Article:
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M.Besant E.Walter
Jerusalem, the city of Herod and Saladin


Sir John Froissart's Chronicles of England, France, Spain and the Ajoining Countries from the latter part of the reign of Edward II to the coronation of Henry IV in 12 volumes 

Chronicles of Enguerrand De Monstrelet (Sir John Froissart's Chronicles continuation) in 13 volumes 

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M.Besant E.Walter
Jerusalem, the city of Herod and Saladin
page 205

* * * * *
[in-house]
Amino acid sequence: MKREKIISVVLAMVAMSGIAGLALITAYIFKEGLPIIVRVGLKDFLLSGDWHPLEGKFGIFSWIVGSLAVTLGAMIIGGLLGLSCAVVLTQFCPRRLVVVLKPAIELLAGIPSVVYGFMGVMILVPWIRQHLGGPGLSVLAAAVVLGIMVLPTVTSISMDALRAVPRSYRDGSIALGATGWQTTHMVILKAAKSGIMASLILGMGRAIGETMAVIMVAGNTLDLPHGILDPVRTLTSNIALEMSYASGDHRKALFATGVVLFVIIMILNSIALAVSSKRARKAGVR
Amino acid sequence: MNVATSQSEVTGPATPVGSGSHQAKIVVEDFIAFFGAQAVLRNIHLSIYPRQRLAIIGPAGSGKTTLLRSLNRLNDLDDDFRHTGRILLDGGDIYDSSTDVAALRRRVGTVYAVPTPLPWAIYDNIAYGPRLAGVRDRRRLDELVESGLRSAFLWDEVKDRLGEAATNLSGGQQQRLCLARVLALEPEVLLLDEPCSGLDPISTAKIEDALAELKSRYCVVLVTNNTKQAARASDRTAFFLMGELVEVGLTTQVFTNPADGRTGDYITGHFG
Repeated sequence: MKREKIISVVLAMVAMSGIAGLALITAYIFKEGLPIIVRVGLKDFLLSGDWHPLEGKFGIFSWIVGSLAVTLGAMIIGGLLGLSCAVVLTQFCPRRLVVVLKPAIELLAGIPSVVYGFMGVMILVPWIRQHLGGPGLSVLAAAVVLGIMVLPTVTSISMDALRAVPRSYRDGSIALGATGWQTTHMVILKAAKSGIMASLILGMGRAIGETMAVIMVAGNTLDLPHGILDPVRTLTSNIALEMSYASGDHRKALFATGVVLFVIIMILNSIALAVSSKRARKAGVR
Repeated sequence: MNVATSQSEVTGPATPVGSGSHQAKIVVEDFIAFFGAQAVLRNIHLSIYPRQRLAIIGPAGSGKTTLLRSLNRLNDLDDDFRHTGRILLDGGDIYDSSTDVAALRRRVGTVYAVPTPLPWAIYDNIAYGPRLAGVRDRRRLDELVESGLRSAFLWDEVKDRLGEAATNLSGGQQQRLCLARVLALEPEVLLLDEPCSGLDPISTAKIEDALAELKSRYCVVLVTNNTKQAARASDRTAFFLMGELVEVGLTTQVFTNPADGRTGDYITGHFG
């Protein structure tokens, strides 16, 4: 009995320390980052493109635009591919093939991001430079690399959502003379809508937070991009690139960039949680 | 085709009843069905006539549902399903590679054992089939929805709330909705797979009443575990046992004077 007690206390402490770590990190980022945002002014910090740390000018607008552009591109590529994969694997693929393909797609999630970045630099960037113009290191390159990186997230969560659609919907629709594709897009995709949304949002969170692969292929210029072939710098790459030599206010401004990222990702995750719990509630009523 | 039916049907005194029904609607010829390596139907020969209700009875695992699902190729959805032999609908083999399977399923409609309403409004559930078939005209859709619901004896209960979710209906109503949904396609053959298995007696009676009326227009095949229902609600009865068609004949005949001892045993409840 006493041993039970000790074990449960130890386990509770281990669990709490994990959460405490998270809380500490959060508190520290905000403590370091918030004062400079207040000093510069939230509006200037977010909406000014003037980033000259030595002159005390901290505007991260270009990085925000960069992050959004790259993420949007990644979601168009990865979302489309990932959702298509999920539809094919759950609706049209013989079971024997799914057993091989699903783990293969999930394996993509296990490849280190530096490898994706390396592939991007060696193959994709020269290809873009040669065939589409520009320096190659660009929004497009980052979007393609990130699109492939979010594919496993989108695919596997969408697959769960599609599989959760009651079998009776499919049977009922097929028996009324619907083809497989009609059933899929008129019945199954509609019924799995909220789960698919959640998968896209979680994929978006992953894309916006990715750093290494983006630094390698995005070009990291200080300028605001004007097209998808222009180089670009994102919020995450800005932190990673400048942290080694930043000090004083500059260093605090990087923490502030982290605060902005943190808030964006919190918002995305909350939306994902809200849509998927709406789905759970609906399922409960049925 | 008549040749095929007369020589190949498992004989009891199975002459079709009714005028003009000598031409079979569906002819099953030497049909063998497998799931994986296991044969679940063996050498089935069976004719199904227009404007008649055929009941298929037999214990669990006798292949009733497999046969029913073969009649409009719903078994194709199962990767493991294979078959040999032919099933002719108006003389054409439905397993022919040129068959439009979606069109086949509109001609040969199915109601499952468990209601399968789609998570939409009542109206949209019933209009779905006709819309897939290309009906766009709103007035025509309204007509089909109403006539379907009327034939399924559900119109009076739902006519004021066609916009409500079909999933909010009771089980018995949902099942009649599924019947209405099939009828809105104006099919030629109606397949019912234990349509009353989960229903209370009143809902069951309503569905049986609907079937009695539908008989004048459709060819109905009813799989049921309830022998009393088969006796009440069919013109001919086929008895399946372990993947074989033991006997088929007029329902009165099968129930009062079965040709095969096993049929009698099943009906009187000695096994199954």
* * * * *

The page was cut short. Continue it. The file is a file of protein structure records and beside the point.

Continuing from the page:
to the tower of David, over which he had claimed rights of conquest, and so long as he lived was a loyal supporter of the kingdom which he had so nearly obtained for himself. But Ascalon remained untaken, a thorn in the sides of the conquerors for many years to follow, and" a standing reminder of the necessity of concord. The army returned to Jerusalem singing hymns of triumph, and entered the city with sound of clarion and display of their victorious banners. The grand standard and the sword of Afdhal were deposited in the Church of the Sepulchre ; and a great service of thanksgiving was held for their deliverance from the Egyptians. And then the princes began to think of going home again. They had now been four years away. Their vow was fulfilled. Jerusalem was freed from the yoke of the Mussulman, and they could no longer be restrained. Three hundred knights and two thousand foot-soldiers alone resolved to stay with Godfrey and share his fortunes. Among them was Tancred, almost as great a Christian hero as Godfrey himself. " Forget not," those who remained cried with tears—these knights were not ashamed to show their emotion—to those who went away, " forget not your brethren whom you leave in exile ; when you get back to Europe, fill all Christians with the desire of visiting those sacred places which we have delivered ; exhort the warriors to come and fight the infidels by our side." So went back the Crusaders, bearing each a palm-branch from Jericho, in proof of the accomplishment of their pilgrimage. It was but a small and miserable remnant which returned of those mighty hosts which, four years before, had left the West. There was not a noble family of France but had lost its sons in the great war ; there was not a woman who had not some one near and dear to her lying dead upon the plains of Syria ; not even a monk who had not to mourn a brother in the flesh or a brother of the convent. Great, then, must have been the rejoicing over

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